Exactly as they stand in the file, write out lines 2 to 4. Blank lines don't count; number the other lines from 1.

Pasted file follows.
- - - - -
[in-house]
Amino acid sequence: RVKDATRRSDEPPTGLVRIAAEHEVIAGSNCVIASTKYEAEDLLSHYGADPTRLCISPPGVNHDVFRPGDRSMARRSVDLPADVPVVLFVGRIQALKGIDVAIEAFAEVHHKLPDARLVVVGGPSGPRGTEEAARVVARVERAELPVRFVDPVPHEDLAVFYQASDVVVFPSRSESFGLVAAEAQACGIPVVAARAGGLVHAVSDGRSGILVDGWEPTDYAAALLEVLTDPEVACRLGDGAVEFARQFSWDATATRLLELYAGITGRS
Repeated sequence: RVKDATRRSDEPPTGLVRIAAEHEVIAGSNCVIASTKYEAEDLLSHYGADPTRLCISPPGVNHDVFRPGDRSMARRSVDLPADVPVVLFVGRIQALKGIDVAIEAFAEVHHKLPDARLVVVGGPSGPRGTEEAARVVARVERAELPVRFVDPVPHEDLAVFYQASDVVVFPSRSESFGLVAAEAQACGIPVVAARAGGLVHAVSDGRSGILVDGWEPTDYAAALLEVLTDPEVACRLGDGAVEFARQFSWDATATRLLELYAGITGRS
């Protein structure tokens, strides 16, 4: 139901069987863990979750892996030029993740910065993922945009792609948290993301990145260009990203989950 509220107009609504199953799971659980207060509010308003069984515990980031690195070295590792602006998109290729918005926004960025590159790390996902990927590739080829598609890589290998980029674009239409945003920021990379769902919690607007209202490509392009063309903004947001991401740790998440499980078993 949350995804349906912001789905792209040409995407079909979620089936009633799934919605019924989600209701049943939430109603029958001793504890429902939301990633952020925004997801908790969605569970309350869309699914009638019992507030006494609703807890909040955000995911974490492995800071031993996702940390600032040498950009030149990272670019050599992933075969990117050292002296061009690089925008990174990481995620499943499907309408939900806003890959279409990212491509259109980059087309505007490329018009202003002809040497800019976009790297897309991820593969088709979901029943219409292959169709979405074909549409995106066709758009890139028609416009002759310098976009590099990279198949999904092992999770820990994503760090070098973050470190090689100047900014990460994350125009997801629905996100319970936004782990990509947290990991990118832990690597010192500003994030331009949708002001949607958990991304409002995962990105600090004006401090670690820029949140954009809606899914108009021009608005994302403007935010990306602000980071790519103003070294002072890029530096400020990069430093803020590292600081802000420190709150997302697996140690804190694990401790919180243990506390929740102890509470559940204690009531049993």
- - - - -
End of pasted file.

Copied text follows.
Amino acid sequence: RVKDATRRSDEPPTGLVRIAAEHEVIAGSNCVIASTKYEAEDLLSHYGADPTRLCISPPGVNHDVFRPGDRSMARRSVDLPADVPVVLFVGRIQALKGIDVAIEAFAEVHHKLPDARLVVVGGPSGPRGTEEAARVVARVERAELPVRFVDPVPHEDLAVFYQASDVVVFPSRSESFGLVAAEAQACGIPVVAARAGGLVHAVSDGRSGILVDGWEPTDYAAALLEVLTDPEVACRLGDGAVEFARQFSWDATATRLLELYAGITGRS
Repeated sequence: RVKDATRRSDEPPTGLVRIAAEHEVIAGSNCVIASTKYEAEDLLSHYGADPTRLCISPPGVNHDVFRPGDRSMARRSVDLPADVPVVLFVGRIQALKGIDVAIEAFAEVHHKLPDARLVVVGGPSGPRGTEEAARVVARVERAELPVRFVDPVPHEDLAVFYQASDVVVFPSRSESFGLVAAEAQACGIPVVAARAGGLVHAVSDGRSGILVDGWEPTDYAAALLEVLTDPEVACRLGDGAVEFARQFSWDATATRLLELYAGITGRS
């Protein structure tokens, strides 16, 4: 139901069987863990979750892996030029993740910065993922945009792609948290993301990145260009990203989950 509220107009609504199953799971659980207060509010308003069984515990980031690195070295590792602006998109290729918005926004960025590159790390996902990927590739080829598609890589290998980029674009239409945003920021990379769902919690607007209202490509392009063309903004947001991401740790998440499980078993 949350995804349906912001789905792209040409995407079909979620089936009633799934919605019924989600209701049943939430109603029958001793504890429902939301990633952020925004997801908790969605569970309350869309699914009638019992507030006494609703807890909040955000995911974490492995800071031993996702940390600032040498950009030149990272670019050599992933075969990117050292002296061009690089925008990174990481995620499943499907309408939900806003890959279409990212491509259109980059087309505007490329018009202003002809040497800019976009790297897309991820593969088709979901029943219409292959169709979405074909549409995106066709758009890139028609416009002759310098976009590099990279198949999904092992999770820990994503760090070098973050470190090689100047900014990460994350125009997801629905996100319970936004782990990509947290990991990118832990690597010192500003994030331009949708002001949607958990991304409002995962990105600090004006401090670690820029949140954009809606899914108009021009608005994302403007935010990306602000980071790519103003070294002072890029530096400020990069430093803020590292600081802000420190709150997302697996140690804190694990401790919180243990506390929740102890509470559940204690009531049993």